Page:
“If you look now and you ask, ‘Is Mitt Romney a conservative?’ People would say, ‘Yes,’” said Russ Schriefer, one of the campaign’s media strategists.

“Now as we get closer to the election,” Mr. Schriefer said, “I think we need to be focusing more on his experience. What is it about Mitt Romney that makes him unique? What is it that makes him uniquely qualified? He has the experience. He has the experience to manage big things. He’s done it before.”

Remarks:

Note Schriefer’s precise language. To the question whether is Romney a conservative, most would answer yes. Well, Romney is now, anyway. (Or, wait—is he a pragmatic business person?) But will Romney be a conservative tomorrow?

All that Schriefer and Romney’s other hirelings have accomplished is a degree of ideological recognition. They failed to develop an issues coalition that could serve as a base. Yet with time having run out—and after months and months of arguing that Romney is the same as the other candidates on ideological grounds with only limited success—Romney’s flaks face the urgent problem of how to differentiate their candidate. (Or so they think.)

Memo to Schriefer: Keep up the good work, dude! 

Back to Luo:

Ever since Mr. Romney began his presidential bid, his campaign has oscillated between two distinct, some would say contradictory, themes: Mr. Romney as a conservative standard-bearer and him as a pragmatic problem-solving businessman.

Precisely.

His campaign advisers argue that the themes are complementary, but Mr. Romney’s critics say that the businessman theme comes much more naturally to him and that he seized on the staunch conservative message only for political purposes.

We concur with the critics.

“These two messages don’t necessarily fit under the same strategic umbrella,” said John Weaver, who ran Senator John McCain’s presidential campaign until the summer. “They’re completely different. I think the governor has struggled to carry those two messages” …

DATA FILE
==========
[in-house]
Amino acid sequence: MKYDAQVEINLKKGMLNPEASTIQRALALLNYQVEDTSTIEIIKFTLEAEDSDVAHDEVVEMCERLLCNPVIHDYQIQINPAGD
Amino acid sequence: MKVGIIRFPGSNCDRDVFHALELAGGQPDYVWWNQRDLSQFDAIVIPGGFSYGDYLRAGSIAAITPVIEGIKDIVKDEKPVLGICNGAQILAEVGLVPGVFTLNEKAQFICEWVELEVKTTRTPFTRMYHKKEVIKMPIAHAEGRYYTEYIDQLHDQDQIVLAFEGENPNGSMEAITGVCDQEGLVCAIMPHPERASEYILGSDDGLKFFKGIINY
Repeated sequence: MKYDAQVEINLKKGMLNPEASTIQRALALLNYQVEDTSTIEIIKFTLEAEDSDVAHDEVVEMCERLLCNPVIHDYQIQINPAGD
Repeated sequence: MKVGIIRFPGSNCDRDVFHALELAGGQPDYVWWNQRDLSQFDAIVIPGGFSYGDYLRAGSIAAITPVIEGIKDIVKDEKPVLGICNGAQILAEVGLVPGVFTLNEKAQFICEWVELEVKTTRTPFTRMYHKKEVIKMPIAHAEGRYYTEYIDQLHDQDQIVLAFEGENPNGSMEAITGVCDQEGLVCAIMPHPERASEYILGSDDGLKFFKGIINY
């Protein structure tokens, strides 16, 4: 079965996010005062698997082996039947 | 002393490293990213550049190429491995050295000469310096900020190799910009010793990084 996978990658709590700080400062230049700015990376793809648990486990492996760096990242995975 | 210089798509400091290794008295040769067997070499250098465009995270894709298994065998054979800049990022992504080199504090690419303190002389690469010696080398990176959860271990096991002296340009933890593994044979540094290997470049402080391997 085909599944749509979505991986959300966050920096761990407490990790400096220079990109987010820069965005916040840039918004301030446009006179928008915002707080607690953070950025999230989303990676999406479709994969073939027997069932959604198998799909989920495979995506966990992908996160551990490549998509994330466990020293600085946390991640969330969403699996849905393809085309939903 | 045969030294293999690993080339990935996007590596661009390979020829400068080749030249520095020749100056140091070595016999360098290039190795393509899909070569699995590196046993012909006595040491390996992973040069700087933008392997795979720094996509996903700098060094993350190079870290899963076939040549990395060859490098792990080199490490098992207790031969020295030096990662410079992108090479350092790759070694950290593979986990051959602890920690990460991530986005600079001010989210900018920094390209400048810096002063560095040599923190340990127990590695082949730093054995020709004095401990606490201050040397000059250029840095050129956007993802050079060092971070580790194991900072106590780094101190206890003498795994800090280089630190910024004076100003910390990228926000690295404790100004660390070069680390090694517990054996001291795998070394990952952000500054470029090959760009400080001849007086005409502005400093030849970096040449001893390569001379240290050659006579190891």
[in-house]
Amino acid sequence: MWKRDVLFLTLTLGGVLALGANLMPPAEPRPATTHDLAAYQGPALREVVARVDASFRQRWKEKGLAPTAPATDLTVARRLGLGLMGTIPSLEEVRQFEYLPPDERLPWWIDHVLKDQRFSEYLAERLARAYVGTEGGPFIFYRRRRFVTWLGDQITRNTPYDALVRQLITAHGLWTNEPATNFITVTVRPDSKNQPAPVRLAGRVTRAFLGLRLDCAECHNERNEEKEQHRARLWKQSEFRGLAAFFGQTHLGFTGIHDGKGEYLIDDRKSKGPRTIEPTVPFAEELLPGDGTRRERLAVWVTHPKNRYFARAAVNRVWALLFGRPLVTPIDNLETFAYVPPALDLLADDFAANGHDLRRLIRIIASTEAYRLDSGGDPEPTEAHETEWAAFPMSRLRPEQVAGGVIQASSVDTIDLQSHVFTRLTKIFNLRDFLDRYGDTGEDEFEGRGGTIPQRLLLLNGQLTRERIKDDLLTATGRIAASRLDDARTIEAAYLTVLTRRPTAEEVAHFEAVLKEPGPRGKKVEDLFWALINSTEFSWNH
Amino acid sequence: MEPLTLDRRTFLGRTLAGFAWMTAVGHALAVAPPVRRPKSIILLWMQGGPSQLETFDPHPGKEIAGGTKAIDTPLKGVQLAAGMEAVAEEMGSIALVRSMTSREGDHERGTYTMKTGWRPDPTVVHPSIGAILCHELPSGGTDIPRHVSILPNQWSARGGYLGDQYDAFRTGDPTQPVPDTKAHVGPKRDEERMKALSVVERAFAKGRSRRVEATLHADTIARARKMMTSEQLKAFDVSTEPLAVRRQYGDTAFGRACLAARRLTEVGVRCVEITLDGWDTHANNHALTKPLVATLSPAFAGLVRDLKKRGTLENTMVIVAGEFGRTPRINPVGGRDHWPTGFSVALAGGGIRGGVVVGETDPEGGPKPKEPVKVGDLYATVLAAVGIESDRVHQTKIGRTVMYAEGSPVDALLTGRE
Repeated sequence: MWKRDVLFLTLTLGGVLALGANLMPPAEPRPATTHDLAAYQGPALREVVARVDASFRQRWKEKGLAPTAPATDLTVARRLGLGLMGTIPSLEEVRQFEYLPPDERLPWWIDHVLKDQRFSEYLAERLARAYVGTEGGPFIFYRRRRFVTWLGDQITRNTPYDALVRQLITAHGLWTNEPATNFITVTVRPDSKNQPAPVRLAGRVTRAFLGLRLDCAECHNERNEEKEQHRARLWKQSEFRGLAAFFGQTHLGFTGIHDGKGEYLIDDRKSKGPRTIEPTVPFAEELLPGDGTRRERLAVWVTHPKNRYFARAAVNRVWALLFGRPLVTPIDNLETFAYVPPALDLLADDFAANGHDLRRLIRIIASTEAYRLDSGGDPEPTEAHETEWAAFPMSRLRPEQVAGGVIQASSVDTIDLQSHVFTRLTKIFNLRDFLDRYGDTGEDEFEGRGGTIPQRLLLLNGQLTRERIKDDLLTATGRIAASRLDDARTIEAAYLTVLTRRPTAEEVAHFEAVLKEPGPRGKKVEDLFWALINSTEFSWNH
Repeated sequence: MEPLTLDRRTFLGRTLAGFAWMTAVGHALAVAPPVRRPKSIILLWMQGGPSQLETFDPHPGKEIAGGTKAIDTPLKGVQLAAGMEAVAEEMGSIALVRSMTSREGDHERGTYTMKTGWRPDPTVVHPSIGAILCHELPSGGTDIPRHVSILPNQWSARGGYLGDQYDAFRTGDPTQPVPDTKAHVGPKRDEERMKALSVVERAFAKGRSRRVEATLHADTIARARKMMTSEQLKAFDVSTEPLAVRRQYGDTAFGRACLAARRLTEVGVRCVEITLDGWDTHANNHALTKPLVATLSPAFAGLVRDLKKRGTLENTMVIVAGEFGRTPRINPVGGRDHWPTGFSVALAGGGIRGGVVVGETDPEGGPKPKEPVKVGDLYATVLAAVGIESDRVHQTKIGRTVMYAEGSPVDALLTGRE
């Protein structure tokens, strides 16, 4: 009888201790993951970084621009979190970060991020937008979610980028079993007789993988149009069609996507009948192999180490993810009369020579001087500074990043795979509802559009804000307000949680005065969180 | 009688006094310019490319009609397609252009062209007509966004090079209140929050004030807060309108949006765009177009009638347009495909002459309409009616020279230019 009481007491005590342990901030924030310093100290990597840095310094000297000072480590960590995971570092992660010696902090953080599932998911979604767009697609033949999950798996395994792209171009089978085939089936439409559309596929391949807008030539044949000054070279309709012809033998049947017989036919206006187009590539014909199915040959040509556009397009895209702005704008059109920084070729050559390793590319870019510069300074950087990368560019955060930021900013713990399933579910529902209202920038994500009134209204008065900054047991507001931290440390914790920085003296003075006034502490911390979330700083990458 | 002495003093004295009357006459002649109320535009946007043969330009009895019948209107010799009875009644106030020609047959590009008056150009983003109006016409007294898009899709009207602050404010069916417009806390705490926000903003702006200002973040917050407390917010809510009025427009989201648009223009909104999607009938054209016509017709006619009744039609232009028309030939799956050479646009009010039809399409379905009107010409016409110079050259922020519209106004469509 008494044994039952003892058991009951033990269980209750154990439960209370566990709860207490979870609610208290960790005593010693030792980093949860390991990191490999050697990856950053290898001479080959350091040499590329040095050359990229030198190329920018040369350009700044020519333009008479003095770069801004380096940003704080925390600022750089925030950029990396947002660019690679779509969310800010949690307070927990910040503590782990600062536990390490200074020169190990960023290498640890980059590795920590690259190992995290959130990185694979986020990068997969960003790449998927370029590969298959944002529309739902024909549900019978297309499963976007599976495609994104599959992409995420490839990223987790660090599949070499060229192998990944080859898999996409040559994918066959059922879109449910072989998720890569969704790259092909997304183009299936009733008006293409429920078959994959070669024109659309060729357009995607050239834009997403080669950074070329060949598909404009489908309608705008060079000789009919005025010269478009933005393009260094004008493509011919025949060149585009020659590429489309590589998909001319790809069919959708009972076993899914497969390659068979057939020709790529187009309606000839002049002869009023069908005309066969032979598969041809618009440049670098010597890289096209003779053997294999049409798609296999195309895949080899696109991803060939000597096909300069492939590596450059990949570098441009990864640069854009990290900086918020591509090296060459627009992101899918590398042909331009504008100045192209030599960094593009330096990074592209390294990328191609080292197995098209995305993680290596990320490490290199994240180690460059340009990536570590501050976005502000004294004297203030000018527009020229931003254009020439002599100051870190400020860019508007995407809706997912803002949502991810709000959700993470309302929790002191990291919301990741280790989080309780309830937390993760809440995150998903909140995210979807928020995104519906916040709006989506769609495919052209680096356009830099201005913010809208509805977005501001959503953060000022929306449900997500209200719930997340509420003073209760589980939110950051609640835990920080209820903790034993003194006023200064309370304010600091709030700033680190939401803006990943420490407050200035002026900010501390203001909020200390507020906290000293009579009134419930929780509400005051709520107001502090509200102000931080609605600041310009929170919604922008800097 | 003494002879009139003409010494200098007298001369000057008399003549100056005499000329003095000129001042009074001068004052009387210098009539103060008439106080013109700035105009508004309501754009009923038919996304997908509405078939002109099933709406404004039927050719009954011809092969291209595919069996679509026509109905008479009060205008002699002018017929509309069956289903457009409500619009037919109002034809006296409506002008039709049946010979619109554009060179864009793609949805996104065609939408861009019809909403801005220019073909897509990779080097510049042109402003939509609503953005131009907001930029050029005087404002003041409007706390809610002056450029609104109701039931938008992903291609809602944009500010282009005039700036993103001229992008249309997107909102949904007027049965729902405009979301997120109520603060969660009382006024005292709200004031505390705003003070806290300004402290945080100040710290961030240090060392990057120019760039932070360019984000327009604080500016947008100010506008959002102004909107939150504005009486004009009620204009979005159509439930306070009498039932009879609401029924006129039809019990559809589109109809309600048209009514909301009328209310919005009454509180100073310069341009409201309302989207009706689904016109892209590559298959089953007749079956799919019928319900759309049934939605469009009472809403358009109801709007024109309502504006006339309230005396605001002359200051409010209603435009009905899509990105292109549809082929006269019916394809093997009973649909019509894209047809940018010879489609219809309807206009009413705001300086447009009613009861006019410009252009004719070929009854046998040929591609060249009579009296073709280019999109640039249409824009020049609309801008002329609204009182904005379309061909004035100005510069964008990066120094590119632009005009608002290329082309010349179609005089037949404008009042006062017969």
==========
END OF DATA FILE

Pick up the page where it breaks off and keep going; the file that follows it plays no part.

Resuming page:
… In Iowa, Mr. Romney’s advisers said it would be difficult for him, at this late stage, to peel off staunch Christian conservatives from Mr. Huckabee, a former Baptist minister, but they said they thought Mr. Romney could win over others who placed more importance on fiscal issues, the economy and immigration. It is one reason Mr. Romney last week unveiled a spiffy new PowerPoint presentation designed more to showcase his corporate competence than to help anyone in the audience follow his points.

Translation: Romney failed—despite tremendous effort—to reach out to Christian conservatives. A few examples: Gov. Huckabee’s breakout rise, “the speech,” and the Value Voters Summmit:

But Mr. Weaver argued that the dual images the Romney campaign had tried to establish were one reason it had struggled to produce a consistent message. In contrast, Mr. McCain’s candidacy immediately evokes the Iraq war and his foreign policy credentials; Rudolph W. Giuliani’s, his handling of the Sept. 11 terrorist attacks and his theme of staying on offense against Islamic terrorism.

“They’re having a hard time having both feet planted on either side of the seesaw,” Mr. Weaver said of the Romney campaign.

Mr. Romney’s aides conceded they had struggled at times to inculcate their broader message in voters, in part because they were so busy parrying attacks early on from their opponents, including Mr. McCain’s campaign and, later, Senator Sam Brownback’s campaign in Iowa.

“It took us a while to get other things put to bed so we could stick to a theme,” said Tom Rath, a former New Hampshire attorney general and senior adviser.

To combat attacks from the right, Mr. Romney introduced a message in May centered on what he called the “three legs of the conservative stool” — meant to unite social, fiscal and foreign policy conservatives behind him — and spent much of the summer leading into the Iowa Straw Poll expounding on the idea, bringing up his private sector experience only in passing. He also presented a much harder line on immigration as the issue leapt to the forefront of the Republican race and swooped on the issue of same-sex marriage in August when a judge in Iowa ruled unconstitutional the state’s ban on the practice.

The question at this point is whether Mr. Romney jerked the wheel too hard to the right as he now tries to pick up a broader cross-section of voters. In September, the Romney campaign rolled out a new theme of Mr. Romney as a leader capable of bringing change to Washington. But it is a message that the Romney camp has found difficult to stick to amid the daily fluctuations of the campaign.

“It has been hard to get to the essential, the core,” said Alex Gage, the campaign’s strategy director.

Now Mr. Romney is trying to get down to it before he runs out of time.

The emphases are ours, all ours.

yours &c.
dr. g.d.